The other day one of my VPS instances got inaccessible, for no apparent reason. Neither could I connect to it via ssh, nor it responded to ping. After several exchanges with the support of the VPS hosting provider (specifically, Vultr), they eventually told me: somebody hijacked an IP range (xxx.xxx.xxx.0/24) that included the IP address of said instance.

The instance got accessible again after three hour downtime, so the damage was not huge, but it left me confused since I never expected to be targeted with BGP hijacking, assuming what they told me was true.

So the question is: BGP hijacking is a real threat even to ordinary users and I have to believe what the VPS provider claimed, that the inaccessibility was not their fault, or the provider is to blame for the downtime and they are just making up an excuse?


1 Answer 1


BGP hijacks happen all the time. Both by accident (mostly by typos in router configurations by network engineers), but sometimes on purpose to reroute traffic via a specific network to do man-in-the-middle attacks.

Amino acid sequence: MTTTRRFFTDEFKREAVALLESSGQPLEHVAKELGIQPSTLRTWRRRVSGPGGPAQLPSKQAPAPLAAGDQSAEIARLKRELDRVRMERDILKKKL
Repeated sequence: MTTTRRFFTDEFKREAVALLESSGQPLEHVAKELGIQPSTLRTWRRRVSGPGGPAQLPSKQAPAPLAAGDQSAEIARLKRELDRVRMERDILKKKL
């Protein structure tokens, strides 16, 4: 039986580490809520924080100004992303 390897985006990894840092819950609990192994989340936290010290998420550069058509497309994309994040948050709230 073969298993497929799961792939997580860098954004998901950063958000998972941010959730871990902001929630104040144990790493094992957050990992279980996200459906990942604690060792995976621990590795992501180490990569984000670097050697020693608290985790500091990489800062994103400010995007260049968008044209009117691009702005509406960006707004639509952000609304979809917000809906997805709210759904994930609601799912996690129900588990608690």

It's hard to quantify 'how often'. I'd say it's not that common, but of course it could just be a case of bad luck with a typo.

However, one important thing is you can verify this. For example, RIPE NCC collects historical routing data and offers you a tool called BGPlay to watch back what happened to a specific IP range in time. You could use that to verify if the IP range of your VPS instance is seen with another AS number as source during the downtime you experienced. If RIPE Stat hasn't detected it, there's a fair chance they're making this up.

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